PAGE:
Just Goes to Show that Not Everyone Will Get It

As you might have realized, I write a lot about the relationship of patriotism and Christianity (see here, here, here, and here).  For one of my readers the “straw that broke the camel’s back” was a post entitled “The Idolatry of Patriotism” (a summary of the issue at hand that I thought was very helpful).  This particular reader (who will remain anonymous) has been continually angered by my thoughts on nationalism, patriotism, and politics.  I, personally, feel that my opinions on these issues are centered on the gospel of Jesus and need to be heard.  There are so many causes to which we can align ourselves; I want my supreme focus to be on the gospel of Jesus Christ.

All this to be said, a few years ago my aforementioned disgruntled reader wrote me a message entitled “My Swan Song” that said:

Mark,

“When in the Course of human events, it becomes necessary for one people to dissolve the political bands which have connected them with another,… a decent respect for the opinions of mankind requires that they should declare the causes which impel them to the separation” (Declaration of Independence, July 4, 1776).

Therefore:  It has long been a policy of mine that I will not have any magazines or similar materials enter my home that I find contrary to my core value system, as a Christian.  I am now going to apply that same rule to the only [sic] FB material that frequently not only comes into my home, but places itself on my computer desktop.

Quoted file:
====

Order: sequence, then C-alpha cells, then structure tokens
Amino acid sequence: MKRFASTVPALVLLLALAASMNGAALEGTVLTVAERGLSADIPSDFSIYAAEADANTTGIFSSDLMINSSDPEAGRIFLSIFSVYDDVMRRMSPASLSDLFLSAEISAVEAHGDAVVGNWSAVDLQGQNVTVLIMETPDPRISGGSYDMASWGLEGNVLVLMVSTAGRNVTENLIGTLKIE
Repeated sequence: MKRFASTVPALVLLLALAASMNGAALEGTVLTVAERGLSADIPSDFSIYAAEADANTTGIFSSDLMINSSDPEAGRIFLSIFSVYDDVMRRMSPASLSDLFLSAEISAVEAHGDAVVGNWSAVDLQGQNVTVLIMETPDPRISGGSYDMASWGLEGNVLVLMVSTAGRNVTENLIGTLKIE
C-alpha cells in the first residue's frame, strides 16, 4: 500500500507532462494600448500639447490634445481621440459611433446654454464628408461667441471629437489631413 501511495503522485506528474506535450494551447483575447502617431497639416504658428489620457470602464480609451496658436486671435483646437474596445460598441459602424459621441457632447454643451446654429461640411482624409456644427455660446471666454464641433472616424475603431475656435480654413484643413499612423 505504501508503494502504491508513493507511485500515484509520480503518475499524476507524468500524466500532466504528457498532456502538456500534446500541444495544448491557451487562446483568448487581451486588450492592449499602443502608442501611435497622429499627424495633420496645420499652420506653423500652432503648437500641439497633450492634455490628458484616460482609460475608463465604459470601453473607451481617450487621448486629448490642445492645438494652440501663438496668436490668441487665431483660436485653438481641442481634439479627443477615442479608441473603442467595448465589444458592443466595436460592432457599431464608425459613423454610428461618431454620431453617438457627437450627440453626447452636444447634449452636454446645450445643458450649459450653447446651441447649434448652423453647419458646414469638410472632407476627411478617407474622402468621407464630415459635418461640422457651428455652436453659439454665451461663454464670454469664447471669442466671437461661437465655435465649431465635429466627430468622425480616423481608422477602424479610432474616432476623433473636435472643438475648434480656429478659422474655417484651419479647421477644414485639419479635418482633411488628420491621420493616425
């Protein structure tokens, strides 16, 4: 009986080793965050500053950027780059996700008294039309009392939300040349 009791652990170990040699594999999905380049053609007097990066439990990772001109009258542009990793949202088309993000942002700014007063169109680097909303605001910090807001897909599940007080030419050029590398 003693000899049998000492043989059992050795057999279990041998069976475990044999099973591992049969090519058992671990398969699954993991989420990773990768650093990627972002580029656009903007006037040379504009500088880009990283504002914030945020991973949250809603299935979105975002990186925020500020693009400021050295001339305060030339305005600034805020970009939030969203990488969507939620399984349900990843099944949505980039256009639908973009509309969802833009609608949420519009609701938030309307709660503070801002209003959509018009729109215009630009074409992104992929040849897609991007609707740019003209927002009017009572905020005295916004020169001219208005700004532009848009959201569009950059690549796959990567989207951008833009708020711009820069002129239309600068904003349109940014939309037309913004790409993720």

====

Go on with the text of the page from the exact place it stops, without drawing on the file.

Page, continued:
You and those who share your views are in my prayers.

Your Brother in Christ Jesus…

I felt this was worth sharing with others because it illustrates how misplaced priorities can make allies seem like enemies and vice versa.

1.  Notice that this note quotes the Declaration of Independence rather than the Bible.

2.  It is Biblically allowable and culturally helpful to familiarize yourself with things that are “contrary [to your] core value system.”  By interacting with positions that are thoughtful, though contrary to your own, you will solidify your beliefs and articulate them in a pluralistic society.  The Ostrich approach is not the Biblical approach.

3.  The gospel and the gospel alone should be the dividing line for Christians.  My views on nationalism and patriotism are wholly consistent with the gospel of Jesus Christ according to the Scriptures.

4. While I appreciate the sentiment of brotherhood alluded to in the closing it appears that this “brother” sees me as more dangerous than his political allies. I think it is important to remember that the gospel which binds us is infinitely more important than the politics that might separate us.

5. Finally, it is important that we are willing to submit all of our opinions, philosophies, and beliefs to the Lordship of Christ and the teaching of the Bible. While I may be off on my analysis of history I am trying to critically evaluate the role of nationalism in the life of a Christ follower. In addition, I do not want naïvety or dishonesty to characterize my appraisal of the historical data. I am not free to make history say what I want it to say.

I hope this is helpful for those of us who continue to truthfully and lovingly discuss meaningful issues regarding what it means to be a follower of Christ. Though it is a struggle, I must always be willing to examine my life and beliefs in light of the Scriptures rather than try and mold the Scriptures to support my political and historical opinions.

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